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 Post subject: Wishing ?
PostPosted: Tue Feb 03, 2009 8:27 pm 
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PostPosted: Tue Feb 03, 2009 8:37 pm 
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Not sure what you mean by 'lattice multiplication' - is it when you have lots of diagonal lines? If so this is not a recommended method in schools as you 'lose' place value.

The school should not expect ONE method of multiplication - they should let the pupil chose the method they are used to.

Hopefully they will see beyond this - give him a big hug and hopefully things will look brighter tomorrow.


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PostPosted: Tue Feb 03, 2009 8:43 pm 
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PostPosted: Tue Feb 03, 2009 9:14 pm 
I'm so sorry tracey! :( This is the problem with scholarship papers as they want kids to think laterally. Sometimes they want to look at how a child will tackle a question even if there isn't a right answer. Does he have any other scholarship papers coming up for other schools?


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PostPosted: Tue Feb 03, 2009 9:21 pm 
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This looks to me like the old box method for multiplying; easy when you know and I've always used this way when working with those chn who couldn't 'get' conventional long multiplication methods. Some children complete the box method faster than the 'old-fashioned' way; others prefer the other way. As always, some methods work for some children where others don't. I suppose they were looking how children dealt with a new method. Try not to fret.


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PostPosted: Tue Feb 03, 2009 10:03 pm 
That is heartbreaking that he has taken it so badly. If it was an extra scholarship interview and exam I am sure he will have got a place at the school, even if he doesn't get a scholarship, so he will cheer up when he gets the letter offering a place. It is kinder really when schools incorporate scholarship questions in with the ordinary entrance papers and follow up with an interview for the highest achievers, rather than having separate scholarship papers. I think Tipsy is right that they are trying to test lateral thinking and thinking outside the box, but very few children can think their best in such a stressful situation. If he has scholarship papers at other schools I would just remind him that they are not trying to catch him out, just to see how he deals with information presented in a unfamiliar way, then he might be able to give of his best despite the stress of the moment.


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PostPosted: Tue Feb 03, 2009 10:12 pm 
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Don't really know what to say to you Tracey, apart to offer my sympathies.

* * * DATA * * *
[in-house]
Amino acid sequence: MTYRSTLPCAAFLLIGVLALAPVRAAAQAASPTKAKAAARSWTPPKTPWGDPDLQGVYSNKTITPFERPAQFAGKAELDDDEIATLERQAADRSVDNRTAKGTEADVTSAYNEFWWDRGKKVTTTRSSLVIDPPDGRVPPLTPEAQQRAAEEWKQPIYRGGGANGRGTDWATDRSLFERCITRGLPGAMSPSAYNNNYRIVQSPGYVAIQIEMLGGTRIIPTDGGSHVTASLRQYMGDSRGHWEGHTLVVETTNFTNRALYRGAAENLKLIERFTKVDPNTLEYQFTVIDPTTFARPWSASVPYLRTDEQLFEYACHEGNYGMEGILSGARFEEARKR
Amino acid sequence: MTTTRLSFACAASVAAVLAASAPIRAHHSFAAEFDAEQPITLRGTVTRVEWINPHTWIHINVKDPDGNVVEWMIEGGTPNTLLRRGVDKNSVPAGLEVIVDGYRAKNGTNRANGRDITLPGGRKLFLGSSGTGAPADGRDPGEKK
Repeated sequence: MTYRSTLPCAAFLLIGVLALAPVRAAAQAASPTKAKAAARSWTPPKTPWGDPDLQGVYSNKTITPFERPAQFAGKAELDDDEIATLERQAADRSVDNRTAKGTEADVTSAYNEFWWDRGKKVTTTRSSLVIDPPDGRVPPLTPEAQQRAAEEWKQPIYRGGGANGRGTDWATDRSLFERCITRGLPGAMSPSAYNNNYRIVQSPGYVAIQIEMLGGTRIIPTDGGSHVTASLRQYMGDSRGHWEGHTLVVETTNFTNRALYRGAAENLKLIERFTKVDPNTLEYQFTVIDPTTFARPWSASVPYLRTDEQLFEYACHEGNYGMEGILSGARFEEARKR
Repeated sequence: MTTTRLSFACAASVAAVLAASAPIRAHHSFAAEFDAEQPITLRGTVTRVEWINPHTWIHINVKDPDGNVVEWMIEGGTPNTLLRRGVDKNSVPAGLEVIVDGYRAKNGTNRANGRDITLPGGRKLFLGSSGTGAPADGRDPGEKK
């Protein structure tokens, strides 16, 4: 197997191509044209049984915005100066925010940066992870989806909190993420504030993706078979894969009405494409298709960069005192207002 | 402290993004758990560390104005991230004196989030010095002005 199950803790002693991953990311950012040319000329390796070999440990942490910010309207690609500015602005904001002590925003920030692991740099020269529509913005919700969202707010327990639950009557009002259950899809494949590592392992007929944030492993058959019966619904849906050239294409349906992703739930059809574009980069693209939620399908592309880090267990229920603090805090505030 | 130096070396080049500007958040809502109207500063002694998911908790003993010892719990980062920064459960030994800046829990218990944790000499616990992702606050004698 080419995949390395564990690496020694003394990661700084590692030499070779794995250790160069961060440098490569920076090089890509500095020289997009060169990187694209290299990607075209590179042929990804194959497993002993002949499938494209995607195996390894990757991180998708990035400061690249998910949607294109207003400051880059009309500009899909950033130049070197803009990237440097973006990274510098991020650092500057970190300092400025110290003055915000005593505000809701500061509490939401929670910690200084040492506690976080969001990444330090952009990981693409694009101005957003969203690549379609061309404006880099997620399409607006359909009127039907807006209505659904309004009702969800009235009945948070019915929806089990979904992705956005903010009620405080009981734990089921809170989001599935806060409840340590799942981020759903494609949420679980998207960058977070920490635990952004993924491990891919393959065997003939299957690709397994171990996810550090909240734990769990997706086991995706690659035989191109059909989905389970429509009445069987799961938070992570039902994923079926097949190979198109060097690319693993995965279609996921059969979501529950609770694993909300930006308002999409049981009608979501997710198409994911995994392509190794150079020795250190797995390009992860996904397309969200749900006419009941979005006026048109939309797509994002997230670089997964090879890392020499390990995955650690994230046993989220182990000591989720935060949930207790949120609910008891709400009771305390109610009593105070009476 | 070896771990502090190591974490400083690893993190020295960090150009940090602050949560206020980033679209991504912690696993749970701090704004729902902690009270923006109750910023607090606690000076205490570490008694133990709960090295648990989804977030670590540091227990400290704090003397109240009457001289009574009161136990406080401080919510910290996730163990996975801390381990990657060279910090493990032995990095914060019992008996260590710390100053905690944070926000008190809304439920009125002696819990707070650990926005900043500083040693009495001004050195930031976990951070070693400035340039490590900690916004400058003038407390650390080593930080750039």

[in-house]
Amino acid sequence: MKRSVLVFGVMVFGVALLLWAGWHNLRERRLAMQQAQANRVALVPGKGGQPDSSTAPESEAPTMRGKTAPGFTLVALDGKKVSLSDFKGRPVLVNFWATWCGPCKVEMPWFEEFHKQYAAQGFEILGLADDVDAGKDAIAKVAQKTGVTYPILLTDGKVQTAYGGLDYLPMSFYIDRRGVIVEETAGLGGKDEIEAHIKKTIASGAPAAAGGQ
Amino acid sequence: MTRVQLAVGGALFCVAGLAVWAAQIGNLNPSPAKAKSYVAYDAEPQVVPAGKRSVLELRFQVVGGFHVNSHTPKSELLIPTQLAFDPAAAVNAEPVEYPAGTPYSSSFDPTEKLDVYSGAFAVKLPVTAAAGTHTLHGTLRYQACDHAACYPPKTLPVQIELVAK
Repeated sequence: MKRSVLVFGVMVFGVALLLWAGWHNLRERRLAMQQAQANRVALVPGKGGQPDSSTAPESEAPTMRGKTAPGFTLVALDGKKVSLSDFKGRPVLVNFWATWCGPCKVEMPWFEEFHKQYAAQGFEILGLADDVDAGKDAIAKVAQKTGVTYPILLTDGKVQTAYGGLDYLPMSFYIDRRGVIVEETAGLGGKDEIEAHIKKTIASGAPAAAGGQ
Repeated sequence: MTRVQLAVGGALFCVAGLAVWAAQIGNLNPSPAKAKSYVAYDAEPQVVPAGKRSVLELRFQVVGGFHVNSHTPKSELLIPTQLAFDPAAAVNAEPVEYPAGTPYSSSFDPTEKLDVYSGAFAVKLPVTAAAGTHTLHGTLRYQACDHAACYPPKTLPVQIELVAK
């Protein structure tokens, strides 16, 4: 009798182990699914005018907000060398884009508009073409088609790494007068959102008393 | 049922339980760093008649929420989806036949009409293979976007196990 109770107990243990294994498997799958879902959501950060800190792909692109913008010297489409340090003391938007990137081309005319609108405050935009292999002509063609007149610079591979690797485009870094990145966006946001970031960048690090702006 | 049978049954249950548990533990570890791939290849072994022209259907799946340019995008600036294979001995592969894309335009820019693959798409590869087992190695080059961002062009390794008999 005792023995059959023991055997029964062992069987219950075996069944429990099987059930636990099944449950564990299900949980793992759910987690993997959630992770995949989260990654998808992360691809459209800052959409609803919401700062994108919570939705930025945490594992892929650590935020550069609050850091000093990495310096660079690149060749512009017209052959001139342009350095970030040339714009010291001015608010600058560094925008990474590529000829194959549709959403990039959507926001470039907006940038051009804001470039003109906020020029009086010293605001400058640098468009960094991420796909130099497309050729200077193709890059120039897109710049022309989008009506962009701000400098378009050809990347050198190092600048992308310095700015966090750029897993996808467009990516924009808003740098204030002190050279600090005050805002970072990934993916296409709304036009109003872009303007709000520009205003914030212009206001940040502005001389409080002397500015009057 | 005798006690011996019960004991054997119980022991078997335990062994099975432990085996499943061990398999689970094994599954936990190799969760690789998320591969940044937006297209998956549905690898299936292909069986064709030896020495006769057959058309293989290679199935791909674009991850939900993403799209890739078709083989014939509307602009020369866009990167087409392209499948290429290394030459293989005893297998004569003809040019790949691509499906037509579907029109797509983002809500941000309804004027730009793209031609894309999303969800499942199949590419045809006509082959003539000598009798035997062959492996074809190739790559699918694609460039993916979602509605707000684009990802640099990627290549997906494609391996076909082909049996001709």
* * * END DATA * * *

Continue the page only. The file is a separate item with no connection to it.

I know when DD threw her wobbly the other week, for me it wasn't about the school, it was about how she felt. As a consequence of that I felt awful because I felt as if I was pushing her into it.

Your son has done his best and that's all anyone can do.

It will all work out for the best in the end.

Give him a big hug, your family is what matters most.

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PostPosted: Wed Feb 04, 2009 10:22 am 
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there seem to be lots of examples on this site of times when things felt terrible for various families only to have entirely the opposite feelings a few weeks later when everything works out. This whole business is a rollercoaster - extremely stressful - and as we choose to put our children through it especially anxiety-inducing for the parents!

I am sure that at some point very soon your situation will be resolved and in a year's time your boy will be happy at a very good school and you will continue to be a very proud parents. Just hang on in there for a few weeks longer, support him, and keep faith in a kind of whatever will be, will be mentality.

First choice schools are not always the best ones - no matter how it seems. It's a bit like housebuying - the sale falls through, you're devastated but something better comes along. Reassure your son he's done fantastically so far, one exam is no big deal and you know he will be very happy in the future. It's harder for them to think long term and get some proportion

Wishing you all the best


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PostPosted: Wed Feb 04, 2009 11:56 am 
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Tracey - your poor DS - I don't think he is alone. It is a very stressful time - sending you hugs...

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PostPosted: Wed Feb 04, 2009 7:51 pm 
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